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A writers' strike nobody wants


How will we get to sleep without David Letterman's "Top 10 List"? Or Stephen Colbert's "The Word"? What if we're left hanging with story interruptus on "Heroes" or "Lost"? Is there life after " 'Til Death?"

In short: Is a writers' strike really inevitable?

OK, so maybe mandatory withdrawal from a few shows would not be an entirely negative experience. But still.

In case you've ignored the sounds of rising panic rippling over Hollywood lately: The networks and studios have been negotiating a new contract with the union representing TV and film writers, and . . . let's just say it's not going well.

If it happens, a strike could wind up being even more damaging than the infamous 1988 writers' walkout, which academics and other observers have generally characterized as a lose-lose. Back then, thousands of people were thrown out of work for more than five months, and some estimates peg the entertainment industry's strike-related losses as high as $500 million.

The TV business has changed a lot since then, in ways that may make a strike even less palatable now. More about that in a minute.

For The Record
Los Angeles Times Tuesday, October 16, 2007 Home Edition Main News Part A Page 2 National Desk 2 inches; 65 words Type of Material: Correction
'Dancing With the Stars': The Channel Island column in Monday's Calendar said that reality shows such as "Dancing With the Stars" would be "strike-proof" if the Writers Guild of America called a strike. In fact, "Dancing With the Stars," unlike many reality series, does operate under a guild contract, although ABC has not indicated whether the show would continue in the event of a strike.

In any case, the Writers Guild of America isn't finding much common ground with the Alliance of Motion Picture and Television Producers, with the sides far apart on issues like splitting revenues from new media and whether reality shows should be unionized. At the conclusion of talks Thursday, the AMPTP fired off a statement ripping the guild for raising what it said were "a number of red herrings and irrelevant financial information." The guild has publicly dissed the producers' group as "not serious" (both sides are due back at the bargaining table Tuesday). If members give the OK, the guild could call a strike as early as Nov. 1.

That is why in the last couple of weeks, the TV business -- networks, studios, writers, agents, managers and everyone else -- has been thrown into a major tizzy. What seemed hypothetical just a month ago has suddenly become uncomfortably real.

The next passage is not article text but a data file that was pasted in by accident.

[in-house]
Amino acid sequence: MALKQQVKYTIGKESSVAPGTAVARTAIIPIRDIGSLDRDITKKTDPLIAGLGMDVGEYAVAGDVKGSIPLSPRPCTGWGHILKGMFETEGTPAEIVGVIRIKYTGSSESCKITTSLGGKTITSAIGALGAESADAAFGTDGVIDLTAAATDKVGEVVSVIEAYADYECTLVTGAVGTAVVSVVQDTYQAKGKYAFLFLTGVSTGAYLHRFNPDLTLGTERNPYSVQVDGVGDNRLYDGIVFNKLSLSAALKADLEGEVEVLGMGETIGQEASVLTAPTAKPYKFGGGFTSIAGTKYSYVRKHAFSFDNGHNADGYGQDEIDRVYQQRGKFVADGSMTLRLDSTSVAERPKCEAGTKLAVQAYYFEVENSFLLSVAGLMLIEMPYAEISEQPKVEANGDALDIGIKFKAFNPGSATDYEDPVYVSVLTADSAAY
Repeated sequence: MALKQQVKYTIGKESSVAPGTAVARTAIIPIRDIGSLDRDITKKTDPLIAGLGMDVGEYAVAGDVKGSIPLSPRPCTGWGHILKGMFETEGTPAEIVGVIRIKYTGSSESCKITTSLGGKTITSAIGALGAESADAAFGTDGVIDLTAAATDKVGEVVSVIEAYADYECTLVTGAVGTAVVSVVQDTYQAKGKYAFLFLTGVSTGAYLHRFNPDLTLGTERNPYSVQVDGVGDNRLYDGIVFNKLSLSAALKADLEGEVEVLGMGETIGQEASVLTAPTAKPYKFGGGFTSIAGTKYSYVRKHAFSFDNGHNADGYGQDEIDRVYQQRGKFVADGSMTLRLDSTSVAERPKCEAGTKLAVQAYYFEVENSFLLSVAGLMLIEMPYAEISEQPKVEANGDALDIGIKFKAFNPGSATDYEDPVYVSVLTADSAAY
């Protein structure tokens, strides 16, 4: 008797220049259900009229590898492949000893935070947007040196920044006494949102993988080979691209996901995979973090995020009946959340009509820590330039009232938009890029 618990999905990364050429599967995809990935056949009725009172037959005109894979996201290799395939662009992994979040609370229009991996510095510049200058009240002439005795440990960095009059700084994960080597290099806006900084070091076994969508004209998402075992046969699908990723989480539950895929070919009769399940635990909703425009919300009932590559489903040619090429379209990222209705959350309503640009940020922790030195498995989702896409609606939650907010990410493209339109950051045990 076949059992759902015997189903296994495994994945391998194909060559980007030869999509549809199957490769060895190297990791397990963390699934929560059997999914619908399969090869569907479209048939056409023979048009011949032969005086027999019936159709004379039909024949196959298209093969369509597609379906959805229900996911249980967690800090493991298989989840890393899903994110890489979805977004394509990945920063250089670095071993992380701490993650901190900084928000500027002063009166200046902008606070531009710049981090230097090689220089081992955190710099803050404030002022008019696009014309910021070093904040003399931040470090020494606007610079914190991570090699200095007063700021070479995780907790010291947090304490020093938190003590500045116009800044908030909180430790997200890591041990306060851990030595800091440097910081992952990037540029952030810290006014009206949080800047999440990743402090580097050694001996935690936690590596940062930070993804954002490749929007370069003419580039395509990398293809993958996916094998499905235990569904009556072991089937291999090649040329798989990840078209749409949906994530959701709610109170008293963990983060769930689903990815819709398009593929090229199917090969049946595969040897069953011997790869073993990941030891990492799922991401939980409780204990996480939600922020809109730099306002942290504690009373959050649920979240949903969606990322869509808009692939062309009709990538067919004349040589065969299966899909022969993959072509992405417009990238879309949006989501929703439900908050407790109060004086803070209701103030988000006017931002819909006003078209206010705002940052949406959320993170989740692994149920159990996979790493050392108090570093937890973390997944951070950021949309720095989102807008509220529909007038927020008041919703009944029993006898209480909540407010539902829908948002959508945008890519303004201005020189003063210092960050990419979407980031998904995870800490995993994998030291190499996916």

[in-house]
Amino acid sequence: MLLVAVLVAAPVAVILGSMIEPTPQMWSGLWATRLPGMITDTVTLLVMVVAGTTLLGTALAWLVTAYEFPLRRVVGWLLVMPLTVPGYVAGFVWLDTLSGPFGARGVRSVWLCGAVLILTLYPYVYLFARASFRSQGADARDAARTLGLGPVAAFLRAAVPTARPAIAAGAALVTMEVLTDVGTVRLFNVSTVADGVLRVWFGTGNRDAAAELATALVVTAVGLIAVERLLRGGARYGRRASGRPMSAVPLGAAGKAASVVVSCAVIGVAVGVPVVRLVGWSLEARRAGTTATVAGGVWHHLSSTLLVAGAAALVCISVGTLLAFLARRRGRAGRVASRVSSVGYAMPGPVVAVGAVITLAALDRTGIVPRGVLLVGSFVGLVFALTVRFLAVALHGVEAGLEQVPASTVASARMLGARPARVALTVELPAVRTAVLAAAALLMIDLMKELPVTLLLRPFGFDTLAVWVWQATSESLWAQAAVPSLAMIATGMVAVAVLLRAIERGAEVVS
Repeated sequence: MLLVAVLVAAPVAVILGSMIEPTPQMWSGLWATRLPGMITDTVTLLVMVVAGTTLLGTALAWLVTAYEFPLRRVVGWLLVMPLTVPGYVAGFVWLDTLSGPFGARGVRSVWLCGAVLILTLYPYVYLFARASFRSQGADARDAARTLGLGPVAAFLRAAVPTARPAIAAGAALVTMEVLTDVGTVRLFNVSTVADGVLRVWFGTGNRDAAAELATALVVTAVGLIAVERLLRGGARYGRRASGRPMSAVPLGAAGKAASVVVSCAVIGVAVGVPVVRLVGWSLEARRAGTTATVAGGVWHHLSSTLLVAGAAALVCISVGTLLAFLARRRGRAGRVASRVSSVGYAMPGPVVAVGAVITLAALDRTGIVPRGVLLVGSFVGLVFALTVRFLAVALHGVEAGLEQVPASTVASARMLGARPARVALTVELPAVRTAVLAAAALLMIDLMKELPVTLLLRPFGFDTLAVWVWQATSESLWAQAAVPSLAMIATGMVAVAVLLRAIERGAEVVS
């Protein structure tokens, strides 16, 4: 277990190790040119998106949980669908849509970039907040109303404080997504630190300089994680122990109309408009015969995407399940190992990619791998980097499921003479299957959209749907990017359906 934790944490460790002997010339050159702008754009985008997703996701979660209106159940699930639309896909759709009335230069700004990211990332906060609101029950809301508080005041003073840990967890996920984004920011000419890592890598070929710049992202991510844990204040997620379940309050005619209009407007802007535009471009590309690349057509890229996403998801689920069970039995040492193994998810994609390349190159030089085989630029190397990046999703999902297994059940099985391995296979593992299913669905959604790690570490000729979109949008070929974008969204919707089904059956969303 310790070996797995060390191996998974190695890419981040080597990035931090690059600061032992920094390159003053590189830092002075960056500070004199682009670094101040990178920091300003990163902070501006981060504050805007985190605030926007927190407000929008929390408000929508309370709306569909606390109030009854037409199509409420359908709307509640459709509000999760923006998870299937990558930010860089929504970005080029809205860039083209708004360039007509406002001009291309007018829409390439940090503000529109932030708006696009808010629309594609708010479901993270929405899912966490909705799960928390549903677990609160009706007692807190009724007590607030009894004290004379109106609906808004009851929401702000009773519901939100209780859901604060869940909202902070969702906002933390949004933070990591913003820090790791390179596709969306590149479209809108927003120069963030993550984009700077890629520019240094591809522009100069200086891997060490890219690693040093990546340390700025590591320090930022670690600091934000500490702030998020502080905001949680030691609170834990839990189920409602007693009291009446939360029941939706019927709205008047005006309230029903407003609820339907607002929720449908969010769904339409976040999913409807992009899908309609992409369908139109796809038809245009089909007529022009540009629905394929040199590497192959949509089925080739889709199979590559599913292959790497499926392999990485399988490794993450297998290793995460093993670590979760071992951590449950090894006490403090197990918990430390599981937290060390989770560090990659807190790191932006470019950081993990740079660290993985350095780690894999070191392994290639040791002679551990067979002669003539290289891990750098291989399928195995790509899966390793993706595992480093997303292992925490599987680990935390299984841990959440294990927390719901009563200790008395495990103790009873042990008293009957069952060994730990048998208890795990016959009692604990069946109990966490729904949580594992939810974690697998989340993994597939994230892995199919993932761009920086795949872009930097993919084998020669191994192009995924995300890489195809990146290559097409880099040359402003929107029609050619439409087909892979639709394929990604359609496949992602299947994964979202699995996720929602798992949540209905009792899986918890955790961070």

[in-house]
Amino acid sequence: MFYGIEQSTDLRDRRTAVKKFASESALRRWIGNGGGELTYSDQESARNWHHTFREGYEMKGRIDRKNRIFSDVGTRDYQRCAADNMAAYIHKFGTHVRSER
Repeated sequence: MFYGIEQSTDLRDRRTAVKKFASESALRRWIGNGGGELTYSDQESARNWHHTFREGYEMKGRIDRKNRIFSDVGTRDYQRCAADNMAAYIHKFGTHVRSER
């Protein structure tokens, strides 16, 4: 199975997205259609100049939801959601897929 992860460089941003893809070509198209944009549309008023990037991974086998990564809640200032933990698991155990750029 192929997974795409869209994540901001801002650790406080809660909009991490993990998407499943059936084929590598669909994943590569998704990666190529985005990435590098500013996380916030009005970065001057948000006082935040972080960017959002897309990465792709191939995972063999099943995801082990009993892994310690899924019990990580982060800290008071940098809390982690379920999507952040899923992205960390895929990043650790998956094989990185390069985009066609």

Many economists are pointing to a U.S. class gap of 1920s-size proportions, so it's not that surprising that labor unrest is also making a comeback. When Chrysler workers struck for six hours last week, some wags dubbed it a "Hollywood strike" -- that is, just for show.

Plenty of TV veterans are wishing the writers' negotiation could find a way to go Hollywood too ("Can't they avert this?" one talent manager pleaded with me last week). This mess may take a lot more time to sort out than it takes to watch "The Starter Wife."

Studios are cramming to shoot as many episodes of existing series as they can before any work stoppage. Crews on NBC's "Heroes" and ABC's "Ugly Betty" have been hustling like crazy, with multiple units racing to shoot two episodes simultaneously last week. "The studio wants to get as much stuff shot as we can by Nov. 1, but we can only write the show as fast as we can write it," Carlton Cuse and Damon Lindelof, executive producers of "Lost," wrote me in an e-mail. (Cuse sits on the guild's 17-member negotiating committee.)

Some new shows with middling-to-poor ratings -- including NBC's "Journeyman" and CBS' "Cane" -- have received extra script orders.

Network officials aren't talking for the record about their strike plans. But almost everyone agrees that once the supply of new scripted episodes gets burned off -- say, by mid-January -- network prime time schedules would quickly devolve to the two "Rs": reality and repeats. Reality shows generally don't use guild talent, so existing series like "American Idol" and "Dancing With the Stars" would be strike-proof.

There might suddenly be more prime time sports too. And after disappearing almost entirely from network schedules, newsmagazines might come roaring back in style.

Perhaps most important, if the strike lasted for longer than a few weeks, the pilot season -- when networks would start the process of producing new dramas and comedies for the 2008-09 season -- would be thrown into disarray. The networks are already hedging bets by giving some early pilot orders.

In fact, the 1988 strike already offers clues about what we might expect this time around. Back then, newsmagazines like "48 Hours" caught on while scripted shows went dark. Some series, most notably "Moonlighting," never recovered from the disruption. And some folks made a valiant attempt to carry on: The host of NBC's "Late Night With David Letterman" gamely tried to write his own "Top 10 List" for a while.

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